By Bob Carney
That day began with a deluge and wasn't any better a few hours later. My boss was to host us for an afternoon round at a great Connecticut course, but it poured all morning -- at least an inch of achy, cold, steady rain -- and the inevitable call was made: This was a good day to get some work done. Our fourth, another publisher, was totally relieved, but not Peter, I could tell. "Let's talk in a couple of hours," he told me. "Who knows?"
I thought, but did not say: I know. There is no chance.
Understand, Peter Workman managed plenty of golf. He traveled to Ireland and Scotland the way the average New Yorker might to the Jersey Shore. He made multiple trips to Bandon Dunes -- Peter's company published Stephen Goodwin's account of the creation of Bandon; he loved the place -- and his phenomenal success allowed him to play just about anytime and anywhere he wanted.
What kind of success? I could give you a list but a couple of examples will do. What to Expect When You're Expecting. That was Peter's. So was Brain Quest, The Official Preppy Handbook, A Thousand Places to See Before You Die, the Kliban Cats book, the Page-a-Day desk calendar (including Golf Digest's), and, also in our world, the charming and beautiful, Where Golf Is Great, by Jim Finegan. Peter was the first to tell you that coffee table books go straight to remainder tables, but he loved Finnegan's ornate storytelling. And Peter loved links golf. So he made that exception and it was a hit. He had, as one writer put it, "an eye for hits." Sometimes, even with some of these, it took a while, but Peter persevered. "Failure is not productive," he said.
About 11 o'clock the phone rang. It was Peter in his familiar, elongated, hesitant, question-mark greeting: "Ahhhhhhhhhhhhh, Bob? It's Peter." It was "looking better," he thought, which, judging by what I saw out my window, was like seeing Elvis in an Eggo. "Sure Peter. I'm up for it if you are." We'd try nine, we agreed, and I went looking for my rain suit.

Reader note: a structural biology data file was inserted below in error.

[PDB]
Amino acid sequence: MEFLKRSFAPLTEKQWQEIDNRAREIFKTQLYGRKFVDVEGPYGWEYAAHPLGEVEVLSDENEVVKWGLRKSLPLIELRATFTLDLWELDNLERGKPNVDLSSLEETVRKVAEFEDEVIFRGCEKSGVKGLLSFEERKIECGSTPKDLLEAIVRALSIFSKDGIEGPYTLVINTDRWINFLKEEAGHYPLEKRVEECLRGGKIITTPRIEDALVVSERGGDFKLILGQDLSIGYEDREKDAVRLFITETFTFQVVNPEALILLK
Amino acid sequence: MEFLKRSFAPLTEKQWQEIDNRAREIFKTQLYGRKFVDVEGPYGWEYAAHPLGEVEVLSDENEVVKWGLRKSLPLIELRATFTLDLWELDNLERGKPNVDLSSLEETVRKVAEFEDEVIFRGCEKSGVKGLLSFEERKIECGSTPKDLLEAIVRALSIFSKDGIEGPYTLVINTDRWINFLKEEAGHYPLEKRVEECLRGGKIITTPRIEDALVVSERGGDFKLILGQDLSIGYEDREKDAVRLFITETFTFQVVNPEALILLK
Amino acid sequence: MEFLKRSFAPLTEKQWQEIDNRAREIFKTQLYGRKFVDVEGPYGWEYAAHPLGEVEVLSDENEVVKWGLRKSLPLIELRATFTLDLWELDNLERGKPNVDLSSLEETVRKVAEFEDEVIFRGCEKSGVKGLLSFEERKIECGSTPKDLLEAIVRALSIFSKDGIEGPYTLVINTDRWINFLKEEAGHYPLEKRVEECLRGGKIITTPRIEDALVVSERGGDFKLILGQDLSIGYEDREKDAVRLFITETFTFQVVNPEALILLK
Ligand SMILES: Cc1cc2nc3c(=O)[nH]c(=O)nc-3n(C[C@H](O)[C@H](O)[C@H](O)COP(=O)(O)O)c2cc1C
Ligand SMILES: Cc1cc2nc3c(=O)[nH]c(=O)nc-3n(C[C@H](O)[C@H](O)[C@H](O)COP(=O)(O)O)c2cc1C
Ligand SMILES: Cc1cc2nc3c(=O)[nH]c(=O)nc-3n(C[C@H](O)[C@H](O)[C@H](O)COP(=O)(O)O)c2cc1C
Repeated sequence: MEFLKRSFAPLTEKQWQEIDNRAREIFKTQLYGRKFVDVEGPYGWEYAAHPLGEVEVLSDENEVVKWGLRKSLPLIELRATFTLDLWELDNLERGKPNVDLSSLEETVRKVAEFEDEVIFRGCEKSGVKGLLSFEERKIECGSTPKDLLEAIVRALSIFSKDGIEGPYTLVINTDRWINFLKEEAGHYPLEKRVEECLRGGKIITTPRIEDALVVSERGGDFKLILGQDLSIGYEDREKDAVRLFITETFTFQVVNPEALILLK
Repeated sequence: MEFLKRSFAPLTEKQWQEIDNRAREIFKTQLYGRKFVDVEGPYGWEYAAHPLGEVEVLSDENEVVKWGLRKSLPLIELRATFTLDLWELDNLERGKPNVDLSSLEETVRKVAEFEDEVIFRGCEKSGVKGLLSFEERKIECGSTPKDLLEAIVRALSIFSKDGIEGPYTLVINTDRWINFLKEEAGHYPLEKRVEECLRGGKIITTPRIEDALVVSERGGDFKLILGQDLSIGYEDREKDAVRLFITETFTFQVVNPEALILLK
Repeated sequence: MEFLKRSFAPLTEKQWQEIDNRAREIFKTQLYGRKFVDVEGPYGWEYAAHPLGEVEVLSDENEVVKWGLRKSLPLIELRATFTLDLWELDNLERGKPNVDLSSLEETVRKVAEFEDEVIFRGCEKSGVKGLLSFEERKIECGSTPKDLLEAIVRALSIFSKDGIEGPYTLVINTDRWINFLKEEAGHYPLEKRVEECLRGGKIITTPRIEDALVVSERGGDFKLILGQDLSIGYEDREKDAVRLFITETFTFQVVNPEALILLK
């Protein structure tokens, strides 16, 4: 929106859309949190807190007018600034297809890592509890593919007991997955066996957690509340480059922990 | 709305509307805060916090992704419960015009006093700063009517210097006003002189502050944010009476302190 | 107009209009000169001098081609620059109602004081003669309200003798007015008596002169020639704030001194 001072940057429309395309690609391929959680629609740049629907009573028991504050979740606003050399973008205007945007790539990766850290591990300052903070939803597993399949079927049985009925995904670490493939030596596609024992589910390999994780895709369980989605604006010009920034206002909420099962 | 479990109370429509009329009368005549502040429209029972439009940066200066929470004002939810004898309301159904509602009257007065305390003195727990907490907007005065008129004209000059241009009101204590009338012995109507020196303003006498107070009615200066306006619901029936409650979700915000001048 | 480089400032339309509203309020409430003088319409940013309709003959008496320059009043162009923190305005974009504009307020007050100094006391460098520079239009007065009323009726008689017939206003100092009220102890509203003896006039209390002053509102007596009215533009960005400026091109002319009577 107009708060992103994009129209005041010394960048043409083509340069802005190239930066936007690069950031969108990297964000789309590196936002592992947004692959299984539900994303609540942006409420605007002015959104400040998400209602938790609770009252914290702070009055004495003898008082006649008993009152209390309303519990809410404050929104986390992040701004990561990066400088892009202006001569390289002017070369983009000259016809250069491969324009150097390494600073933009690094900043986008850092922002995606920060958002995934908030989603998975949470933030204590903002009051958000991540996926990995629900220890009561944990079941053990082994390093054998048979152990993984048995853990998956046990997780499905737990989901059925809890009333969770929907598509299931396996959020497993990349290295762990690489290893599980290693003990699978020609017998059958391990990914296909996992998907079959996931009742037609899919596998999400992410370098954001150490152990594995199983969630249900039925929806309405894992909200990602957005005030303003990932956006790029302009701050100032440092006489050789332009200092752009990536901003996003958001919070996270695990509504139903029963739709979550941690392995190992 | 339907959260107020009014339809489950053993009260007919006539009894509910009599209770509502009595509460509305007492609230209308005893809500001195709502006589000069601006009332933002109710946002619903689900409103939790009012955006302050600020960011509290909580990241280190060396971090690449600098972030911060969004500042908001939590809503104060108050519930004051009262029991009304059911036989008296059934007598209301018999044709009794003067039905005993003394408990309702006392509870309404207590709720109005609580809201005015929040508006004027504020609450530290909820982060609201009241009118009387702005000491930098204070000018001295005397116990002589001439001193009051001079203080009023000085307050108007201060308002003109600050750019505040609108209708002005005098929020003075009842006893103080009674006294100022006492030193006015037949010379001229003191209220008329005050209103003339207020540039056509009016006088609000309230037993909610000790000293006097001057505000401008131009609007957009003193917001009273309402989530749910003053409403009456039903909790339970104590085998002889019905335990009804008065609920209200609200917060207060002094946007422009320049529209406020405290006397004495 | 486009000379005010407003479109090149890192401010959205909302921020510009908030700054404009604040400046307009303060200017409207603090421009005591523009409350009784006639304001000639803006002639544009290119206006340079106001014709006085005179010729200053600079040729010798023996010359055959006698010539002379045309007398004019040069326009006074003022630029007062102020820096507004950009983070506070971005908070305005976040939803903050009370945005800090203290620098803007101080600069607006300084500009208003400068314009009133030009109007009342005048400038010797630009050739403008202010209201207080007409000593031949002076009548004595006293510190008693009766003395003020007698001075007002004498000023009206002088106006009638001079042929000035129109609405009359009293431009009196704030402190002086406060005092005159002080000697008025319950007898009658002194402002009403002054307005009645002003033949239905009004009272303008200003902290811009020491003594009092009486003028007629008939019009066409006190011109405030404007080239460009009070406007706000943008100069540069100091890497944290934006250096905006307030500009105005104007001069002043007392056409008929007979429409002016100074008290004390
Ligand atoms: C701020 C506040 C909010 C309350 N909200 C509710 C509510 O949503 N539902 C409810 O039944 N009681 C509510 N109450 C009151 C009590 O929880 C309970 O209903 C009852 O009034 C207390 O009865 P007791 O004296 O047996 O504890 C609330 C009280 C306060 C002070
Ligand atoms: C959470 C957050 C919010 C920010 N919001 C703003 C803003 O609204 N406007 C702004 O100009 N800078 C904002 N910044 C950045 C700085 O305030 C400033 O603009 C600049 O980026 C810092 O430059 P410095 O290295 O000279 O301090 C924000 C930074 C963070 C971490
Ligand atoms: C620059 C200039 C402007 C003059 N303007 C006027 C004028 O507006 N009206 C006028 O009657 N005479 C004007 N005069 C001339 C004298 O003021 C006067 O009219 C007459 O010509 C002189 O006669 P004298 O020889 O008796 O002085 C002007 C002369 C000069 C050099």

At the time there seemed no need to squeeze in that round. We just wanted to play. I thought there would be more rounds, lots more rounds, especially with the publishers group Peter played in, but that day it was a matter, as someone at Peter's memorial service put it, "that you wanted to go where Peter was going, you wanted to be with him when you got the chance." It was fun to be around Peter. Fun and challenging. Every meeting, on course or not, was peppered with ideas, weighed, amended, accepted, rejected. Peter was gentle, forceful, demanding. You stayed on your toes.
I won't say that the skies parted for us, but it was a comfortable Irish mist we played through, two zealots on his hilly Connecticut course, with Peter proudly pointing to the changes they'd made, new bunkering, trees removed, more playable all around. We had a match, which Peter won, not unusual. He was the nicest fiercest competitor you'd ever want to meet. I think we played 18 -- heck, you would have in Scotland, right -- and then we had some scotch.
In September last year, Peter was diagnosed with brain cancer. He died in April at 74, leaving his wife of 50-plus years, Carolan, two daughters, and four grandchildren, and dozens of golf companions who loved playing with him because his style of golf was just what a lot of us like the game to be: Unpretentious, with a sense of gratitude for the time and place shared, competitive, entertaining, funny.
Peter's presentation could fool you. He was no clotheshorse. Tall and slightly overweight, he dressed like a college student in cords and a signature red sweater that had tears in the armpits "in reverse proportion to the pretentiousness of the golf club," as a friend of his said at the memorial service. Sometimes his sore back made him stand a bit sideways, adding to the rumpled look.
But the look belied high standards, both for the golf he played and for the books he made. One of his editors said that Peter had once hosted a session in which twenty employees were asked to bring 20 ideas each. Peter listened and reported that none of the 400 quite worked. After a similar session with him in which we offered a dozen golf book ideas, I was happy to learn, a couple of years later, that he had done one of them, and only disappointed that it wasn't with us. Peter saw things -- in writers, covers, photographs, golf courses -- that others couldn't see. A long time editor at Workman Publishing remembered taking a cover to Peter for approval. "It's very smart," he said. The editor had worked with Peter long enough not to assume. "Is that a good thing?" she asked. "No," said Peter. It was a cover, he explained, that looked beautiful but didn't invite the reader in. Pass.
Over time I learned of Peter's other worlds: He was an avid skier, a great lover of and supporter of music, an important philanthropist, an adored father and grandfather. But to me he was a golf friend, one you looked forward to being with, even in a downpour, one who caused you to think more of your sport because he was in it.